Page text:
Animals love reduction of LHS services

In order to prevent a possible $33.5 million deficit over the next 10 years, the city of Loveland will be reducing its contract with the Larimer Humane Society, which provides animal protection and control services, by 20 percent.
Residents of Loveland should make note of the reductions, changes and prioritization of calls, which go into effect Jan. 1.
Perhaps most notable, field service will go from multiple LHS officers patrolling seven days a week down to one officer patrolling five days a week for eight hours per day, which is better than hearing, “Here, puppy, here.”
So, dawg, if now you have a run-in with “the fuzz” and they call in for assistance, you will be a top priority for animal control. Bad dog!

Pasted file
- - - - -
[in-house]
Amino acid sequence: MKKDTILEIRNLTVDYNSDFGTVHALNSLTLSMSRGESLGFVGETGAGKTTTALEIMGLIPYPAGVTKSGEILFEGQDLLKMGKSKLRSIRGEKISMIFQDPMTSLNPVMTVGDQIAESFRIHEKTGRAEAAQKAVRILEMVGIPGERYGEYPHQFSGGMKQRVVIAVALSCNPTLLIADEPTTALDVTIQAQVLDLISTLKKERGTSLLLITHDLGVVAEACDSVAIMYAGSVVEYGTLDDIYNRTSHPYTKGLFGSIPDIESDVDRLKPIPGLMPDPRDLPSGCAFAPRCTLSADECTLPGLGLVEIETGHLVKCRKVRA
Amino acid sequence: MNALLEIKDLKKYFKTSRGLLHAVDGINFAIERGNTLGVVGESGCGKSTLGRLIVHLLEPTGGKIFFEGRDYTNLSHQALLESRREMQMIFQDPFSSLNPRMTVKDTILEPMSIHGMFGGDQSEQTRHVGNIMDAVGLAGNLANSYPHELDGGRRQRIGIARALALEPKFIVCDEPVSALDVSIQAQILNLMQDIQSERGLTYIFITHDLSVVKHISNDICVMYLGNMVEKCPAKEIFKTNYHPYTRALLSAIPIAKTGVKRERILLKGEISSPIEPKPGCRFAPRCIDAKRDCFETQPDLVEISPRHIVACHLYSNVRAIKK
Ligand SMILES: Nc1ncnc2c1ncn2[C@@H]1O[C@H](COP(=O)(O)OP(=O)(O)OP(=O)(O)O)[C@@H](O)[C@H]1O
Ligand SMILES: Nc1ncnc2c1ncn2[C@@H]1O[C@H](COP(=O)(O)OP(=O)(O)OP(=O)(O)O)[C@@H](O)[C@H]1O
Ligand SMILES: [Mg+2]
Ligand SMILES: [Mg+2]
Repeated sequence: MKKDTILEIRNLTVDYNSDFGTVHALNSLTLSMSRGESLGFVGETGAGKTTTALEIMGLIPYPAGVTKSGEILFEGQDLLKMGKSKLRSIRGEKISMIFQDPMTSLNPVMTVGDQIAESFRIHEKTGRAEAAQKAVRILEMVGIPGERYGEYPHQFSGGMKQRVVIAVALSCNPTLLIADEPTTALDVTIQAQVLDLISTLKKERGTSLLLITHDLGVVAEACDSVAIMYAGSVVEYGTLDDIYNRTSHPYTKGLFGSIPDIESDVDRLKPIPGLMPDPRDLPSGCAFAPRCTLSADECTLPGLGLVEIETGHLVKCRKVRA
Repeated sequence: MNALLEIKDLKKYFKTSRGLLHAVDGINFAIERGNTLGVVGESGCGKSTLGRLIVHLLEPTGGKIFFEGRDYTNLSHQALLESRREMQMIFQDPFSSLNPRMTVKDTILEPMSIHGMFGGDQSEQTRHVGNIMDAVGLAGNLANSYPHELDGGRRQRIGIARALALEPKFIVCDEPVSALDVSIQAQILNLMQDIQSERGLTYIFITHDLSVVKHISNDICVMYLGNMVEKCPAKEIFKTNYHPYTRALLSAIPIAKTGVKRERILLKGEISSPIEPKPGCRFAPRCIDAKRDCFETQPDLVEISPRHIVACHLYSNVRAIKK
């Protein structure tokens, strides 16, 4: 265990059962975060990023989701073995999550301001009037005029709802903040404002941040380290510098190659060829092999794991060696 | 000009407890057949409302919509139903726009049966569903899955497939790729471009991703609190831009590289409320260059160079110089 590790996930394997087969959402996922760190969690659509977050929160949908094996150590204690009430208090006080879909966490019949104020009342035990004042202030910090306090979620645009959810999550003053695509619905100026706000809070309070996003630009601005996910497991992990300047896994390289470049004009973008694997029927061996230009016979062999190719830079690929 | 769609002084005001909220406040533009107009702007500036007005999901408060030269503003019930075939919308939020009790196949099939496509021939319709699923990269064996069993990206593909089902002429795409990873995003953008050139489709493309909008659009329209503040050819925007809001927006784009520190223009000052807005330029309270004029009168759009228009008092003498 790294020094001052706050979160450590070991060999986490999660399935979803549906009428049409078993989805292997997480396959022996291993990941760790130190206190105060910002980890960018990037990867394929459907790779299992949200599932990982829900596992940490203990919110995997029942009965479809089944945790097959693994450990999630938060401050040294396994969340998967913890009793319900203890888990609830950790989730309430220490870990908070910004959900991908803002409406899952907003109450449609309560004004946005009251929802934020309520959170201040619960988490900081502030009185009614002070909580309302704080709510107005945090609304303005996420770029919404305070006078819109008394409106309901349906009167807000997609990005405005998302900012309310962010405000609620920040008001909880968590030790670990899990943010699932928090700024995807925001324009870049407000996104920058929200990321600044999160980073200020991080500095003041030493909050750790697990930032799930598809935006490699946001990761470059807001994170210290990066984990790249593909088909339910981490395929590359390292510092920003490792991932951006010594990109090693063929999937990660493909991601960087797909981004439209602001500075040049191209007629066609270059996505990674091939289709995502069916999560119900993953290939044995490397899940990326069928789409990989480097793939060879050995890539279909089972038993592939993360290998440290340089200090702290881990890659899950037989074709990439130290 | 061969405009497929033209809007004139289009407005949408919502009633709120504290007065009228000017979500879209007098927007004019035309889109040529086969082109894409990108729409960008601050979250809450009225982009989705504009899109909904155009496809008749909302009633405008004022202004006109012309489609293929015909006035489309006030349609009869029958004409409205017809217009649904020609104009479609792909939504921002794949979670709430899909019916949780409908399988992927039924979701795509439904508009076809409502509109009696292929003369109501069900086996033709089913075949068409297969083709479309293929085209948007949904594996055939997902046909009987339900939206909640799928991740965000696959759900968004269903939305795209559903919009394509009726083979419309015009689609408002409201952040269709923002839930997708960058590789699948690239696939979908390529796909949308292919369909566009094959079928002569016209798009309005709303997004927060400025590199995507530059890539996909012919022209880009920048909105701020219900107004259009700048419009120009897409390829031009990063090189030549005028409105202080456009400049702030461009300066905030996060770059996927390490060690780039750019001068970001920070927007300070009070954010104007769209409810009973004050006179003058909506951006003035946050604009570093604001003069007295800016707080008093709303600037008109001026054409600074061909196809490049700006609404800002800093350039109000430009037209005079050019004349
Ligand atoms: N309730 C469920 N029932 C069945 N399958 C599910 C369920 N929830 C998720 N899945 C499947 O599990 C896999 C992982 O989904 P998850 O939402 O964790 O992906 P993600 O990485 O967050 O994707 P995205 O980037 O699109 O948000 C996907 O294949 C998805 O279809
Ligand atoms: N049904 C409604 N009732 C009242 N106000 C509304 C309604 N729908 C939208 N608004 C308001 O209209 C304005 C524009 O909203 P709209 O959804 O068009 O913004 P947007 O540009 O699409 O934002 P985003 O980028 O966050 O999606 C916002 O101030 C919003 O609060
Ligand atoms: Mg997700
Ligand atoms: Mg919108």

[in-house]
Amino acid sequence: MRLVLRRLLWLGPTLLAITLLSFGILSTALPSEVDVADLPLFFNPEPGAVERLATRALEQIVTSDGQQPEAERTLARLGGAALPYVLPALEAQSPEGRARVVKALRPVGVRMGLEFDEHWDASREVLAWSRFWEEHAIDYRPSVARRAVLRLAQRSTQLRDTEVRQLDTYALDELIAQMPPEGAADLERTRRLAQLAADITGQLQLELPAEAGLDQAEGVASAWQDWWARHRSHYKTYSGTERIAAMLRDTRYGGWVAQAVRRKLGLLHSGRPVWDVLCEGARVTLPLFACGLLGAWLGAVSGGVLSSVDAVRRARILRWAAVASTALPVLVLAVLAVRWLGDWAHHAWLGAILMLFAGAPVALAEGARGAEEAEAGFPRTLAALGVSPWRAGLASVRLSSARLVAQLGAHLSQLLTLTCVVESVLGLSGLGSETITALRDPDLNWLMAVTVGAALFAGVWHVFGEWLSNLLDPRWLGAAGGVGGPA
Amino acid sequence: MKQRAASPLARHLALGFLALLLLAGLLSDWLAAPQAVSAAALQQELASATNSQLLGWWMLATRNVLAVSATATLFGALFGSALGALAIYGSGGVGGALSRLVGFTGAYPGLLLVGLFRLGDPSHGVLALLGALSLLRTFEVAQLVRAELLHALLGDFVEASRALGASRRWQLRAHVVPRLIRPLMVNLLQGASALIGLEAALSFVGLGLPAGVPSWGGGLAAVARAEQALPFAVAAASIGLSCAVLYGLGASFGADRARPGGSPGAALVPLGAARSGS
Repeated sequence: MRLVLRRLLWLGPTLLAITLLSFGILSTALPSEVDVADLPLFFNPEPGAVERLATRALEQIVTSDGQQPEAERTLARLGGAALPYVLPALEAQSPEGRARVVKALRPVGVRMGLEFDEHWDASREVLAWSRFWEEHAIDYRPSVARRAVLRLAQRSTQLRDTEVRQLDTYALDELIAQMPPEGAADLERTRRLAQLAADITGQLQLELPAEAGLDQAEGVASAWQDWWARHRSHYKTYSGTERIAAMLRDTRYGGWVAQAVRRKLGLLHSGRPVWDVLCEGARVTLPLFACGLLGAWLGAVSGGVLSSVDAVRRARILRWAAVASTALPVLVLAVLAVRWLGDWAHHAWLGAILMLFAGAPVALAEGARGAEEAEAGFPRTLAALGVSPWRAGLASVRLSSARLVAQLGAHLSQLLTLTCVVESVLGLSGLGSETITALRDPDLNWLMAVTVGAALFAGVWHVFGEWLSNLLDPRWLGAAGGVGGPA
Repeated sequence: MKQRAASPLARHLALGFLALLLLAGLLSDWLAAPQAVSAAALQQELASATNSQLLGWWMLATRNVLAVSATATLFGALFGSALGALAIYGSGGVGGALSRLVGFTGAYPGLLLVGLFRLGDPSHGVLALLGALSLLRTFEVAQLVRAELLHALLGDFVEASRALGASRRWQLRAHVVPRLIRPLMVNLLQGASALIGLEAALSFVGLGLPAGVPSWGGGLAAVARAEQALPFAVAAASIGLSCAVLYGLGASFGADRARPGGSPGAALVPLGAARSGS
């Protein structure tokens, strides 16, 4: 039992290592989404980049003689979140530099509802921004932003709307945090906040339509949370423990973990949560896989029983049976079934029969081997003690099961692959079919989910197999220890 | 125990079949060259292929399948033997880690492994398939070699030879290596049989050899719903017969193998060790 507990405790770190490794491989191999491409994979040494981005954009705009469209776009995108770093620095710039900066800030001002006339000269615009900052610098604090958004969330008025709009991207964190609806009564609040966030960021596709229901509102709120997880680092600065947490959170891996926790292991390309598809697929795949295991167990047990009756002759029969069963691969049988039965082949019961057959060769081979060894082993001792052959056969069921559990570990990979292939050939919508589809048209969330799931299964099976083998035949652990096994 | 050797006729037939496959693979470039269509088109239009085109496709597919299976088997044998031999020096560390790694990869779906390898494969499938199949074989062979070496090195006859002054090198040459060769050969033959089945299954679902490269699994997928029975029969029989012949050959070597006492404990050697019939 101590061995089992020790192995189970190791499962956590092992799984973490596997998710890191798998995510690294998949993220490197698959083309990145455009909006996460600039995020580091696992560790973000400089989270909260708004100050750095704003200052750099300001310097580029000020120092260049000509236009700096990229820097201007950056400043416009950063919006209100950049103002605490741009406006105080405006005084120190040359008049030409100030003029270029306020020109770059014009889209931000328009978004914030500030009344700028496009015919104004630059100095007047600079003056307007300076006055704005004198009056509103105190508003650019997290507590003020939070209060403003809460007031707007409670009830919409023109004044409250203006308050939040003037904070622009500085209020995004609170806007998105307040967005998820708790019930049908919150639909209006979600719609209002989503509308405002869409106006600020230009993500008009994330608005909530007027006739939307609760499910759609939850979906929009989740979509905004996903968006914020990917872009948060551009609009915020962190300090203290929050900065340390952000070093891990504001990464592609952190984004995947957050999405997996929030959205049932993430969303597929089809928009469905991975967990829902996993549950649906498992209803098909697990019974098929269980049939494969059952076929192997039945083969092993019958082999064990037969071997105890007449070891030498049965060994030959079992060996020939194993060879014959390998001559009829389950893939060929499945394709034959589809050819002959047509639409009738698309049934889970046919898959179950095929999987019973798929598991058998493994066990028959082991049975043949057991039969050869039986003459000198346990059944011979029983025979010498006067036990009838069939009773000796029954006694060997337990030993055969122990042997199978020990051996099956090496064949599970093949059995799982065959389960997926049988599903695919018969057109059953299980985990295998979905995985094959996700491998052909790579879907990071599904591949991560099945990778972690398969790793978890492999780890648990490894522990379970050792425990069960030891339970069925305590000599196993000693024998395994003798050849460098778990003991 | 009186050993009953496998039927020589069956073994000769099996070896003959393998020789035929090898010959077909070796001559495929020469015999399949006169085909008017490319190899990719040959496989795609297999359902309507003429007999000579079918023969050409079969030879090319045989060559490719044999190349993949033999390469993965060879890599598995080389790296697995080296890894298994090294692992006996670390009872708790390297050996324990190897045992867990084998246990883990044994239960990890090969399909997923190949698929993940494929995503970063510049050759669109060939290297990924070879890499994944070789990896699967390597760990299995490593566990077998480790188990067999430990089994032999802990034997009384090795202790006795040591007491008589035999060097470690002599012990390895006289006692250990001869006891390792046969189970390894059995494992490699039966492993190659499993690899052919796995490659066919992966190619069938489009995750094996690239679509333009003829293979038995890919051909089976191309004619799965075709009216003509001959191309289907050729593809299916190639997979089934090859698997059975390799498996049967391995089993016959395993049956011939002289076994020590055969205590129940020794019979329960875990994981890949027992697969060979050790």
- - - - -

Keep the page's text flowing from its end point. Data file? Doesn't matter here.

But if you’re out chasing cars and get injured or appear to have rabies, you just dropped down to a Level 2 priority. Felines stuck in trees will have to call from a rotary phone to be considered for rescue.
If you like to bark, er, talk, really loud and late into the night, or cases of your human not obediently cleaning up after you will be treated as bottom-level priorities.
Old dogs: perhaps you can figure out why the most worthy reasons to call in a complaint to LHS are considered the least pressing.

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